Published online: November 23, 2017
Social media and physicians: the Indian scenario
Once online, it’s always online.
Consent and ethics are integral to a physician’s work. Patient images have been used for multiple purposes in medical practice; as an adjunct to clinical care, displayed to colleagues, students and other audiences in educational settings, and published in medical journals. But nowadays there is an increasing trend towards sharing patient pictures and videos online, on social media platforms. Though usually shared privately with friends, these photographs and videos end up in the public domain, accessible to everyone. Most often, these photographs do not even comply with the basic rules of clinical photography, especially of making the patient unrecognisable. Such behaviour on the part of a physician, some may say, is tantamount to invasion of privacy and poses a serious threat to the relationship of trust between doctor and patient. A physician should always respect his patient’s privacy (1). In hospitals, patients usually feel a sense of gratitude towards the physician treating them. As a result, patients usually don’t complain when their photographs are shared by doctors (2). Though the responsibility for these photographs shared online lies with the physician, patients must be made aware that with the evolution of electronic publication, once an image is published there is no efficient control over its future misuse.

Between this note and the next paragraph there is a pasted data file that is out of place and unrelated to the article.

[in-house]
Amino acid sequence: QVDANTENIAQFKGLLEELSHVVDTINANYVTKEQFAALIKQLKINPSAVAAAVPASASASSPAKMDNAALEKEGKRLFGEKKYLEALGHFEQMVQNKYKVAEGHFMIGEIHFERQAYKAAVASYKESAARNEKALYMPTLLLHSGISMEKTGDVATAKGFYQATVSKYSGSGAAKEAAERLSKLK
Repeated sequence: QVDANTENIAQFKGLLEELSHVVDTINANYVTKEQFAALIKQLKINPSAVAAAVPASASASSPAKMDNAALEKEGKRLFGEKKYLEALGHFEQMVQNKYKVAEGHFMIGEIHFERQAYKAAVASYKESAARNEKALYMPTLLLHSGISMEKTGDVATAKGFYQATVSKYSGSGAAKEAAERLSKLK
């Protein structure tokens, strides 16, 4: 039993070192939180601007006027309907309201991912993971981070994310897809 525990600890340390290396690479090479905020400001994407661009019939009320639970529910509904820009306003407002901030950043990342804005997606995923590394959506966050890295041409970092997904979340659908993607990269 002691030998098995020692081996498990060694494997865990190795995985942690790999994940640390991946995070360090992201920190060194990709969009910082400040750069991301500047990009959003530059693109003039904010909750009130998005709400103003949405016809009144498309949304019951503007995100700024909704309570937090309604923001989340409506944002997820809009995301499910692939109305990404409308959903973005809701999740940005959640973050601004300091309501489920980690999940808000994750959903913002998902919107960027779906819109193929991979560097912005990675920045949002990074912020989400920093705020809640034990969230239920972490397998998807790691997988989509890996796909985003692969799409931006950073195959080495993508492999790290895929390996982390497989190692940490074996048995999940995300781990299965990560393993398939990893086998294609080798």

There is also the issue of getting written consent from patients for the use of their photographs. None of the photos shared on social media has accompanying information regarding the patient’s consent. Patients should be informed clearly about the use of their photographs, and written consent should be mandatorily received before sharing any photograph or video for any purpose including clinical publications, especially sharing on the social media. With the proliferation of published images on the internet it has become particularly important to obtain permission for all uses that will be made of patients’ images and videos, including worldwide distribution through various electronic media (3). The blanket consent used for the patient’s treatment does not cover these factors.
We would recommend using the protocol applicable to clinical photography while using the patient’s material on the media and that only after getting the patient’s informed consent for the same (4). Efforts should be made to anonymise the images and photographs used so that such information does not raise ethical and legal concerns (5).
Prateek (firstname.lastname@example.org), Department of Anaesthesiology, Dr SN Medical College, Jodhpur; Himani Tak (email@example.com), Resident, Department of Community Medicine, Dr SN Medical College, Jodhpur.
- International Committee of Medical Journal Editors. Protection of patients’ rights to privacy. BMJ 1995 Nov;311(7015):1272.
- Nicholl D, Davies D. Videos, photographs, and patient consent: most patients agree to be videoed for teaching and publication purposes [letter]. BMJ 1998 Nov;317(7171):1523.
- Dysmorphology Subcommittee of the Clinical Practice Committee, American College of Medical Genetics, Cunniff C, Byrne JLB, Hudgins LM, Moeschler JB, Olney AH, Pauli RM, Seaver LH, Stevens CA, Figone C. Informed consent for medical photographs. Genet Med. 2000 Nov-Dec;2(6):353-5.
- Bhattacharya S. Clinical photography and our responsibilities. Indian J Plast Surg :2014 Sep-Dec;47(3):277-80.
- Mavroforou A, Antoniou G, Giannoukas AD. Ethical and legal aspects on the use of images and photographs in medical teaching and publication. Int Angiol. 2010 Aug;29(4):376-9.